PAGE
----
By Randy Gaddo
I try not to label myself a “technophobe” or “digital dinosaur,” but more and more these days I find myself wailing and gnashing my teeth as yet another cyber/electronic/digital episode occurs.
I turned a year older on February 21, which may be partially to blame for this reflective lament. On that day in 1953 (you do the math), the world was far simpler than it is now and on a farm in Wisconsin, it was about as simple as you could get. Sure, they had to call the county snow plow out to clear a path through the record-level snow to the hospital so the doctor could drive the 10 miles to deliver me in Marshfield, but even that was simple compared to today.
Like yesterday, for example, when I went to the drive-through window at the pharmacy to pick up a prescription. Normally they are busy and it takes several minutes for someone to reluctantly drop what they’re doing to come to the window.
On this day though, the young, attractive pharmacy girl (all the girls look young to me now) was resting on her elbows at the window, absently gazing at some swarthy construction workers across the way. As I drove up she lazily shifted her gaze to me.
“This is unusual,” I said to her. “Normally you guys are hopping busy in there.”
“Computer’s down,” she said sleepily as she shrugged her shoulders.
“So, computer’s down which means nothing can be done?” I asked, thinking for the millionth time that we humans are way too tied to technology for our own good.
She shrugged her shoulders again as if to say, “Hey, what d’ya want from me?” I drove off, minus the prescription, wondering if we flesh-and-bone people are truly in charge or if, indeed, “I Robot” is actually pulling the strings.
This event, plus my new chronological challenge, got me thinking about growing up on that farm. I guess we had technology there that was pretty impressive for that period. There was the telephone, which probably represented the highest form of technology at our disposal. Of course, we were on a party line, a term which many young (everybody seems young now) readers will not recognize. This meant that whenever you picked up your phone to make or receive a call, anyone from the operator to 20 or so of your closest friends and neighbors could be listening in. Network security wasn’t really much of an issue back then.
We also had electricity and running water and carbon-burning vehicles but other than that, it was pretty hands-on, low-tech.
I remember we were the first ones in a 10-mile radius to get a TV; a black-and-white with a small, (by today’s standard) rectangular screen. We suddenly had friends we didn’t even know who would “stop by” to say hello on a Friday night when “Gunsmoke” was on, or Saturday when the “Lawrence Welk” show aired.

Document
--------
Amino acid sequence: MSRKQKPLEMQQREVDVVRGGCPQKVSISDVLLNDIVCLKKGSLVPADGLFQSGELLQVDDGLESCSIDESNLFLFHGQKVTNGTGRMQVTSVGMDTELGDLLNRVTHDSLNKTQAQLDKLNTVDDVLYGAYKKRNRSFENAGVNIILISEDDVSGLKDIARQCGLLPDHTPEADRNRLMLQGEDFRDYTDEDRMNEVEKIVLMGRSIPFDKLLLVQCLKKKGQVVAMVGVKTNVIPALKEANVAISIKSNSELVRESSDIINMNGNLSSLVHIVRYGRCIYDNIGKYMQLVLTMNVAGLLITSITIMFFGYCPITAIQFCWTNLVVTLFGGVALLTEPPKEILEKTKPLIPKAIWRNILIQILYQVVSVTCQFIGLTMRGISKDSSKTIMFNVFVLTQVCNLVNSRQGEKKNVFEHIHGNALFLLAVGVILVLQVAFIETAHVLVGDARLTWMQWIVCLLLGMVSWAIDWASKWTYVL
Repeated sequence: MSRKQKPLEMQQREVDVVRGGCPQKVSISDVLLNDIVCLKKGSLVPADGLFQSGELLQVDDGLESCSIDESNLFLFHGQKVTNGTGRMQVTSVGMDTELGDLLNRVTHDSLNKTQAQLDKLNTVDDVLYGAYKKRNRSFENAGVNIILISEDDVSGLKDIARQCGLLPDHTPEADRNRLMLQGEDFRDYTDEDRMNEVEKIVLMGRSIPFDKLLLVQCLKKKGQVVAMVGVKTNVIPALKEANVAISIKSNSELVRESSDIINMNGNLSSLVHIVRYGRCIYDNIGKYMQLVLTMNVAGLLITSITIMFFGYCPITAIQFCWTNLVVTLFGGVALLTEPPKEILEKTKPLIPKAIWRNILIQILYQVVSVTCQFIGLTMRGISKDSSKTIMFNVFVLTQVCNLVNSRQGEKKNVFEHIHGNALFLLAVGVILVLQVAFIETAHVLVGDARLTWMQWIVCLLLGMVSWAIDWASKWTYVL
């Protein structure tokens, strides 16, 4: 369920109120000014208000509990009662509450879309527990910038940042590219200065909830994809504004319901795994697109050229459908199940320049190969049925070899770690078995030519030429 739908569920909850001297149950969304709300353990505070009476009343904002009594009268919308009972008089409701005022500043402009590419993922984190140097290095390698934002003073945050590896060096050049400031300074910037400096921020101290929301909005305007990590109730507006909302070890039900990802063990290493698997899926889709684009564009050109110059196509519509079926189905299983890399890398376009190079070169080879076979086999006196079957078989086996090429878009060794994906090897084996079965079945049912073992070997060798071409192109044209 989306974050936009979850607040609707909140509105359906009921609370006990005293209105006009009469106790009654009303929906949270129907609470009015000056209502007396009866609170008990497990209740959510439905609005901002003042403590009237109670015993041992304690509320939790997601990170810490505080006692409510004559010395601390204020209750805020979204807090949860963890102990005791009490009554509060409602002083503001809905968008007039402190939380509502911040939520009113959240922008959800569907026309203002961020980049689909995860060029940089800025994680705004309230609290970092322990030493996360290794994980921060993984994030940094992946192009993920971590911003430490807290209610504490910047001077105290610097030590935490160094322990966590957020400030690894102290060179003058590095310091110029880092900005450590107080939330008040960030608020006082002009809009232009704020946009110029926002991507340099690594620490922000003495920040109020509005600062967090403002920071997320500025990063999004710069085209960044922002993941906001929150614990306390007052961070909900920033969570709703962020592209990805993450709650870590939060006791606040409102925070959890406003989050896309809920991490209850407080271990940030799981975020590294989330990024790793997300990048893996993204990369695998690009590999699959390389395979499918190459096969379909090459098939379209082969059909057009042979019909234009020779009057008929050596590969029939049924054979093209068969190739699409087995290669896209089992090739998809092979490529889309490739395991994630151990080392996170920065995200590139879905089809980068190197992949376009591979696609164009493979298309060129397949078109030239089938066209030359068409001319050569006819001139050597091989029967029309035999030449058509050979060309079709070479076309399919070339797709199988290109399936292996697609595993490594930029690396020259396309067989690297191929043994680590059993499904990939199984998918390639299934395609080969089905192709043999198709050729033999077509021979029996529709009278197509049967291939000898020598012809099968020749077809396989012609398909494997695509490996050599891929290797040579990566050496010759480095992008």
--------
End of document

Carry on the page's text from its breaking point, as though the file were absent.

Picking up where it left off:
It wasn’t such a bad thing, I guess. We were the only family of pure Italian heritage amidst a hotbed of German and Polish stock who ate sauerkraut and drank beer … lots of beer. So I guess you could say TV opened up a multi-cultural experience for us.
I distinctly remember getting an automatic gutter cleaner, a bit of technology I especially appreciated.
For those city-slickers who may not be aware of dairy cows’ inherent disregard for personal hygiene, gutters are the receptacles for the by-product of grazing and on a daily basis they have to be cleaned out. As the youngest member of the family, I was generally the one to whom this task fell.
So it was with great joy that I learned that my dad was getting an automatic gutter cleaner which would allow us to put down our shovels. Now, with the push of a button we could watch as steel scrapers made the unsavory materials disappear. It was an application of a fairly simple technology that simplified my life.
Which, getting back to the point, is why I lament about current technology. It seems to me that the pendulum has swung from technology simplifying our life, to technology complicating our life.
Remember the “paperless society” theory of the 1980s? It never happened. Now we have just as much paper and have to keep up on electronic data as well. I’m not sure our minds were ever meant to deal with as much information as our society currently demands.
So I just shake my head ruefully as I watch people with phones clipped to their ears, texting as they drive, checking their calendar as they dash from one meeting to the next, laptop on their knee finishing the presentation they’ll give in 10 minutes if they don’t cause a multiple-car pileup because they think they can “multi-task” at 70 miles per hour.
This is why what we do in recreation is so important today (bet you thought I’d never tie this back into recreation). We provide the public facilities, the staff, the programs and the low-tech opportunity for people to exercise their bodies so they can slow down their minds. When they walk into their exercise class, ball game, quilting class, nature walk or any of the other myriad things we do, I hope they put away their laptop, turn off their cell phone, clear their schedule for a couple hours and just enjoy life. Can I get a witness on this? Can somebody give me an “Amen?”
Randy Gaddo, a retired Marine, is Director of Leisure Services (parks, recreation, library) in Peachtree City, Ga. Contact him at (770) 631-2542 or e-mail firstname.lastname@example.org.